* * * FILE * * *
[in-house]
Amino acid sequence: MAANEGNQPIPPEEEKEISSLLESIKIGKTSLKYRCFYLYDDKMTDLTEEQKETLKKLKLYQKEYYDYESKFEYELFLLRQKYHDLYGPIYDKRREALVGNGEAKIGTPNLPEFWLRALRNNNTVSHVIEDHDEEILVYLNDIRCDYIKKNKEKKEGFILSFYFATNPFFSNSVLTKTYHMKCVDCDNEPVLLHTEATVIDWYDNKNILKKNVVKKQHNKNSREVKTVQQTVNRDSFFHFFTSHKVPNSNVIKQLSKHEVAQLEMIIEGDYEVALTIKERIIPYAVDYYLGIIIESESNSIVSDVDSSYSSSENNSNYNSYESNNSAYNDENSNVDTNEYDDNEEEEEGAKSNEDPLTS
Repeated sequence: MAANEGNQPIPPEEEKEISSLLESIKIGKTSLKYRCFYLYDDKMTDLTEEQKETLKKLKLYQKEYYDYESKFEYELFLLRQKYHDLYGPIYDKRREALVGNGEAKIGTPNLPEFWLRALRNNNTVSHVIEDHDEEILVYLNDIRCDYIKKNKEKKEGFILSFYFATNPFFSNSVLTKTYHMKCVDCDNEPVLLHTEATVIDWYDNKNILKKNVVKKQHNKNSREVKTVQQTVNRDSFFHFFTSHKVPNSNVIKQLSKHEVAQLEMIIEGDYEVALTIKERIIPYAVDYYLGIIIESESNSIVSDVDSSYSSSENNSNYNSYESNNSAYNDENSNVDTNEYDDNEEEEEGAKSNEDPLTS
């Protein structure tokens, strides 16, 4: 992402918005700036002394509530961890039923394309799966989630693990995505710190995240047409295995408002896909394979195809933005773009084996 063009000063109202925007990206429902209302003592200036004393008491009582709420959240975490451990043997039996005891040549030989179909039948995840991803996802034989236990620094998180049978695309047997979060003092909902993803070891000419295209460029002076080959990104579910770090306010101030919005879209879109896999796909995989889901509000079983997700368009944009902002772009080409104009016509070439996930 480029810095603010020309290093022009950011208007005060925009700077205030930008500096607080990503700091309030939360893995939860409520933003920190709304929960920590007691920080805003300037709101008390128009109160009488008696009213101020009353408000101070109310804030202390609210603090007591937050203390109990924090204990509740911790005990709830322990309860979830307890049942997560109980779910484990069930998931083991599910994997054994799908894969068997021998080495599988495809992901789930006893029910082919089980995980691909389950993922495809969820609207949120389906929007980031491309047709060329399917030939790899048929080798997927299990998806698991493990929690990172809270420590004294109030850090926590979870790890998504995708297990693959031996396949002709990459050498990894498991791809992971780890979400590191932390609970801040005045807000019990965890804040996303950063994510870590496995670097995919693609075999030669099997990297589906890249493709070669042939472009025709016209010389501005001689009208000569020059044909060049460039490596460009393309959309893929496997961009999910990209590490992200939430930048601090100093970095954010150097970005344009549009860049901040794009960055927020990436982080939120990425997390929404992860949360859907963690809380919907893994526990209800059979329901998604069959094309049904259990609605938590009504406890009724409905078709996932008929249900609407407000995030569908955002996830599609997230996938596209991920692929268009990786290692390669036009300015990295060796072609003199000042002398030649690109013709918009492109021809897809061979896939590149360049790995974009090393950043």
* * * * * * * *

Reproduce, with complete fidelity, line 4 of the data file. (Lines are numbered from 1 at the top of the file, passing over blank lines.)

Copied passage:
């Protein structure tokens, strides 16, 4: 992402918005700036002394509530961890039923394309799966989630693990995505710190995240047409295995408002896909394979195809933005773009084996 063009000063109202925007990206429902209302003592200036004393008491009582709420959240975490451990043997039996005891040549030989179909039948995840991803996802034989236990620094998180049978695309047997979060003092909902993803070891000419295209460029002076080959990104579910770090306010101030919005879209879109896999796909995989889901509000079983997700368009944009902002772009080409104009016509070439996930 480029810095603010020309290093022009950011208007005060925009700077205030930008500096607080990503700091309030939360893995939860409520933003920190709304929960920590007691920080805003300037709101008390128009109160009488008696009213101020009353408000101070109310804030202390609210603090007591937050203390109990924090204990509740911790005990709830322990309860979830307890049942997560109980779910484990069930998931083991599910994997054994799908894969068997021998080495599988495809992901789930006893029910082919089980995980691909389950993922495809969820609207949120389906929007980031491309047709060329399917030939790899048929080798997927299990998806698991493990929690990172809270420590004294109030850090926590979870790890998504995708297990693959031996396949002709990459050498990894498991791809992971780890979400590191932390609970801040005045807000019990965890804040996303950063994510870590496995670097995919693609075999030669099997990297589906890249493709070669042939472009025709016209010389501005001689009208000569020059044909060049460039490596460009393309959309893929496997961009999910990209590490992200939430930048601090100093970095954010150097970005344009549009860049901040794009960055927020990436982080939120990425997390929404992860949360859907963690809380919907893994526990209800059979329901998604069959094309049904259990609605938590009504406890009724409905078709996932008929249900609407407000995030569908955002996830599609997230996938596209991920692929268009990786290692390669036009300015990295060796072609003199000042002398030649690109013709918009492109021809897809061979896939590149360049790995974009090393950043």